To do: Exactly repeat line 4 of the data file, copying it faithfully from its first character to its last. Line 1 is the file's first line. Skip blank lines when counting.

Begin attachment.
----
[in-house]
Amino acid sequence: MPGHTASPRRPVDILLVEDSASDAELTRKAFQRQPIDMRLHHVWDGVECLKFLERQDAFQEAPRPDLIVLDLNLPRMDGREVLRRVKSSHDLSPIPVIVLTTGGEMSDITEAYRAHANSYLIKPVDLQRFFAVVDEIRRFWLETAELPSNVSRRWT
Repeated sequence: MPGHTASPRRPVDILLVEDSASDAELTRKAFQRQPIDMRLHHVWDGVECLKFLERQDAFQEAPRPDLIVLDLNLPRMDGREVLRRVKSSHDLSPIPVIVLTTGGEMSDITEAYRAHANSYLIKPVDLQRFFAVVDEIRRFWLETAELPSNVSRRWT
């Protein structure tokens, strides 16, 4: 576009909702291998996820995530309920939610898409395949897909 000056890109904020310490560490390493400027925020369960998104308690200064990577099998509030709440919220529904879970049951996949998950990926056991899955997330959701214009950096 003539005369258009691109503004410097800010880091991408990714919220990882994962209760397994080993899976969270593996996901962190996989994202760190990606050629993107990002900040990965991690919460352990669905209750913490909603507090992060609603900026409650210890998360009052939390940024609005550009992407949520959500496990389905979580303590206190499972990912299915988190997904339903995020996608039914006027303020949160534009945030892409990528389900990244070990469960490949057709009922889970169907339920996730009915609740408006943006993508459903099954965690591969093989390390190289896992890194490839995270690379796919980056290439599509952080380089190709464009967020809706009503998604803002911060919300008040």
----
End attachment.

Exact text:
């Protein structure tokens, strides 16, 4: 576009909702291998996820995530309920939610898409395949897909 000056890109904020310490560490390493400027925020369960998104308690200064990577099998509030709440919220529904879970049951996949998950990926056991899955997330959701214009950096 003539005369258009691109503004410097800010880091991408990714919220990882994962209760397994080993899976969270593996996901962190996989994202760190990606050629993107990002900040990965991690919460352990669905209750913490909603507090992060609603900026409650210890998360009052939390940024609005550009992407949520959500496990389905979580303590206190499972990912299915988190997904339903995020996608039914006027303020949160534009945030892409990528389900990244070990469960490949057709009922889970169907339920996730009915609740408006943006993508459903099954965690591969093989390390190289896992890194490839995270690379796919980056290439599509952080380089190709464009967020809706009503998604803002911060919300008040």